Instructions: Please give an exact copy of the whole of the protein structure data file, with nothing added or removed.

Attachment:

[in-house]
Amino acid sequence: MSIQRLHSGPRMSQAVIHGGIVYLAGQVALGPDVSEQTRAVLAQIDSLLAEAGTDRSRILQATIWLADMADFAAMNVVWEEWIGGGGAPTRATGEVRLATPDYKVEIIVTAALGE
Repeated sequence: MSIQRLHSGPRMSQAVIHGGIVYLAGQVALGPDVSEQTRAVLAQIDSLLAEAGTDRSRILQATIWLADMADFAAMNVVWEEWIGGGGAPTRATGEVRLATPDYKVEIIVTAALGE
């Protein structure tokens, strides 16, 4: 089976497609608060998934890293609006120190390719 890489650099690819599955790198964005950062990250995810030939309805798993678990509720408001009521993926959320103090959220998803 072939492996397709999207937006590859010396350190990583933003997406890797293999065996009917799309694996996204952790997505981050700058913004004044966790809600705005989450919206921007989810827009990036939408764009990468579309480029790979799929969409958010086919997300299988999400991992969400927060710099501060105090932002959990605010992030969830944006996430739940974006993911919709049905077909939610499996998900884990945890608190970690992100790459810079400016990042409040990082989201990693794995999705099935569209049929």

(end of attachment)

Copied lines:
[in-house]
Amino acid sequence: MSIQRLHSGPRMSQAVIHGGIVYLAGQVALGPDVSEQTRAVLAQIDSLLAEAGTDRSRILQATIWLADMADFAAMNVVWEEWIGGGGAPTRATGEVRLATPDYKVEIIVTAALGE
Repeated sequence: MSIQRLHSGPRMSQAVIHGGIVYLAGQVALGPDVSEQTRAVLAQIDSLLAEAGTDRSRILQATIWLADMADFAAMNVVWEEWIGGGGAPTRATGEVRLATPDYKVEIIVTAALGE
């Protein structure tokens, strides 16, 4: 089976497609608060998934890293609006120190390719 890489650099690819599955790198964005950062990250995810030939309805798993678990509720408001009521993926959320103090959220998803 072939492996397709999207937006590859010396350190990583933003997406890797293999065996009917799309694996996204952790997505981050700058913004004044966790809600705005989450919206921007989810827009990036939408764009990468579309480029790979799929969409958010086919997300299988999400991992969400927060710099501060105090932002959990605010992030969830944006996430739940974006993911919709049905077909939610499996998900884990945890608190970690992100790459810079400016990042409040990082989201990693794995999705099935569209049929």